Initial Codeine, Breathing Deep / Slumber Made / People on the Path

A rotten streak of 18 consecutive days and nights has unceremoniously reached its end. Hooray for that. Now instead of debilitating awfulness, I am simply contending with a new roommate who snores louder than loud for periods no less than 12 hours at a time. But that's something I can contend with - I can handle that kind of action straight off. I'm used to plain simple intrusive noise.

So, for those recent 18 consecutive days, the primary complaint had much to do with pain related fallout. Most impactful was my inability to sleep at night. Or during the day. Nope. I slept, 3 hours at most, but generally less than that (my muscles and strength were surprisingly unaffected). And of course the pain was quite intolerable. But that's all behind me. Mostly. I've gone two days without, and here's what I did.

I took the codeine a second time. The first time I took it about a week ago I felt somewhat unwell after having done so. Yes, the pain dissipated, but I became rather nauseous and disoriented. But the second time I took it, I was fully on board. I was determined to make it work (after having been crying myself awake during the wee hours earlier). I also halved the dosage.

Being on board (with the codeine) meant that I went outside immediately after having taken my dosage, and did my best to simply mellow out. Luckily, being mindful under the influence of codeine is rather easy, at least for me. I couldn't come up with many thoughts at all to interfere with my attempts at relaxing my gut. I practiced deep breathing for 45 minutes consecutively, while staring at the wildflower yellow flowering weeds in desert bloom.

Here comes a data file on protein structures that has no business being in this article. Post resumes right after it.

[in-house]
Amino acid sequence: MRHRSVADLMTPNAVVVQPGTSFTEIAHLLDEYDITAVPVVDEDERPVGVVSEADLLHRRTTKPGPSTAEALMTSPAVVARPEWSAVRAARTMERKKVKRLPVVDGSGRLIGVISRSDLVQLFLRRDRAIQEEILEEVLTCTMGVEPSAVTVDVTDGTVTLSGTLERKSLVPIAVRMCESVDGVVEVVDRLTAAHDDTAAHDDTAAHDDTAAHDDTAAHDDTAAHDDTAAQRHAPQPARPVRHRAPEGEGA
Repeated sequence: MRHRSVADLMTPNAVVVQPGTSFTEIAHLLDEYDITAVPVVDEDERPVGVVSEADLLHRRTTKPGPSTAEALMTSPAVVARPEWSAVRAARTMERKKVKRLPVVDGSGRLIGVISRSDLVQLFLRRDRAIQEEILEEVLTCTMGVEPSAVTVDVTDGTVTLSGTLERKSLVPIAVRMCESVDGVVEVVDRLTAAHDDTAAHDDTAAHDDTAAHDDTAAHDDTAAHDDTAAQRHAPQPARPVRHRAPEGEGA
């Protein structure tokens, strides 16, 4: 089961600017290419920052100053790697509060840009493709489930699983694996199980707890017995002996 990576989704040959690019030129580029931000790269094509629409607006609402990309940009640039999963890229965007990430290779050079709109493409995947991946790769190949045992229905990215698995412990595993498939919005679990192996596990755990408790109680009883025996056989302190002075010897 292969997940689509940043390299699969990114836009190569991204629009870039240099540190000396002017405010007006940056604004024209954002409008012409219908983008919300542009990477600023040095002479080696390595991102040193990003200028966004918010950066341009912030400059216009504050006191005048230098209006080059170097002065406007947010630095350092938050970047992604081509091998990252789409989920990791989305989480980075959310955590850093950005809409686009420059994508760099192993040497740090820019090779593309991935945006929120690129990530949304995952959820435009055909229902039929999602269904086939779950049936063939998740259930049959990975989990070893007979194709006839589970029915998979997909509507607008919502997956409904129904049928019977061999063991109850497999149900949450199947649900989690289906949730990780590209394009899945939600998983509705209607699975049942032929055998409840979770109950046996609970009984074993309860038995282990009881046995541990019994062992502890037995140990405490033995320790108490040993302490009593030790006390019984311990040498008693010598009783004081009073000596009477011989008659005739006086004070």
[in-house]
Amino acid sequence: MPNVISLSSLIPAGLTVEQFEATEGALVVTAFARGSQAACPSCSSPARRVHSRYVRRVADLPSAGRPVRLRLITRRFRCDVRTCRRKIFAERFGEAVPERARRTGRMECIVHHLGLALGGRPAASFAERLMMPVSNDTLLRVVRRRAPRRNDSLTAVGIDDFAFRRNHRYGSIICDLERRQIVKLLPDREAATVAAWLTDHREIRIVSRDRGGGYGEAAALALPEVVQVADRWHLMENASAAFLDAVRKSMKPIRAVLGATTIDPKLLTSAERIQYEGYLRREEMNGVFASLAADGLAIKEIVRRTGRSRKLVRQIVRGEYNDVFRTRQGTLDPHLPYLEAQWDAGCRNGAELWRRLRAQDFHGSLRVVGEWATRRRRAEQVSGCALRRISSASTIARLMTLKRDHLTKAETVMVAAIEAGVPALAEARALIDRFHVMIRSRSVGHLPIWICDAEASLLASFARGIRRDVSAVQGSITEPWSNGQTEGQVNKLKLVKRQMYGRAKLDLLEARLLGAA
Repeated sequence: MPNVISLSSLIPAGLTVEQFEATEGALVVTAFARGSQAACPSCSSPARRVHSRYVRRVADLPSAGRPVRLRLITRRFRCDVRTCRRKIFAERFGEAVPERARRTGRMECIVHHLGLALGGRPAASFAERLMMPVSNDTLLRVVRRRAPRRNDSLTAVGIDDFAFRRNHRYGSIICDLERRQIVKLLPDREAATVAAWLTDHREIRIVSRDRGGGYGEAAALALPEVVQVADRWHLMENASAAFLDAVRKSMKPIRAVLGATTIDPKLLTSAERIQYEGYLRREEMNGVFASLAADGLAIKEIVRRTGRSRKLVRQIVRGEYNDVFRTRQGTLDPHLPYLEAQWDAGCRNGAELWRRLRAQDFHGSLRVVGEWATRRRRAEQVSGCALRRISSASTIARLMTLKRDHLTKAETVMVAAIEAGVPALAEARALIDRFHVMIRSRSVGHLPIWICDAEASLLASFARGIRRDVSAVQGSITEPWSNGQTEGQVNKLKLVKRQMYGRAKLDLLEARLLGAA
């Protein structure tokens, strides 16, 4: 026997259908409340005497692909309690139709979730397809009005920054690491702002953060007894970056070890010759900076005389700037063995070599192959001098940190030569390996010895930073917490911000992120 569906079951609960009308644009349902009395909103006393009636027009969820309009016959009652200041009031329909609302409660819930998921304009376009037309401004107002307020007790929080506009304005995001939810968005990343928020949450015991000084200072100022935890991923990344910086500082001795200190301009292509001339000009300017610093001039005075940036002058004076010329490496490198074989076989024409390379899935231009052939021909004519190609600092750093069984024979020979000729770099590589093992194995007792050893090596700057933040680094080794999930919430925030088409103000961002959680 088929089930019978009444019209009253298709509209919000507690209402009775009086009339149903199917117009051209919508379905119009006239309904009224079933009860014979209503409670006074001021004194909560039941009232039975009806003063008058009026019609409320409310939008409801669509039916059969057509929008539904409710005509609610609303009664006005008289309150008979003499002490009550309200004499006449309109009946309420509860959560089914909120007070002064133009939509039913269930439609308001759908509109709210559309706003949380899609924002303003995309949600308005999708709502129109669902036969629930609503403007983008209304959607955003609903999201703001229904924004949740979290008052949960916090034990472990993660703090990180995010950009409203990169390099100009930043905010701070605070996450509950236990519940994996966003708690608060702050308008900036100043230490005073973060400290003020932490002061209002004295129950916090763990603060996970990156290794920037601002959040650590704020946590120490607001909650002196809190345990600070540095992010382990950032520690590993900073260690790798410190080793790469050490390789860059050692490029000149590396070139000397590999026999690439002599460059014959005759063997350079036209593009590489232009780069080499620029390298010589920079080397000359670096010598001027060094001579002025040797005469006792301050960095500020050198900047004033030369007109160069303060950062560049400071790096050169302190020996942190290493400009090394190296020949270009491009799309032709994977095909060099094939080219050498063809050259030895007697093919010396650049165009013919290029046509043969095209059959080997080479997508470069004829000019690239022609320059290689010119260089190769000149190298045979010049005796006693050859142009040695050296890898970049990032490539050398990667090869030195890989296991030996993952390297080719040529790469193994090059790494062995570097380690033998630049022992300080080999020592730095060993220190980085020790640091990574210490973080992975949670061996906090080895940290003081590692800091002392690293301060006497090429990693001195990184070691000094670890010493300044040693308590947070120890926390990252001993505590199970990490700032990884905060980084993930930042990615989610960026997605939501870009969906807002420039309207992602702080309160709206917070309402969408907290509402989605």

An hour later my intestinal movement, and intestinal gurgling miraculously returned. Yes, things started happening down around and beneath the belly button area. And then that evening I slept a total of 6 hours. And then the following night I slept 7 hours total. And my pain has been minimal and manageable as I've continued on this deep breathing track. My oxygenated intestines are flowing a lot better in this present moment.

And these recent couple of weeks (and in the fit of desperation) I've dabbled with the TENS unit. And having tested it out for five short minutes, I became effectively exhausted. My muscles died. Head to toe. And I had to take a nap for 15 minutes after having used the device.

B1 and magnesium have also been on the agenda (in small amounts).

The Cold Dark

I'm up and awake now at 4:00 in the morning, but it's not so bad. I need to practice my breathing practice. And perhaps things will improve at this juncture.

Another Eric and Wrong Gary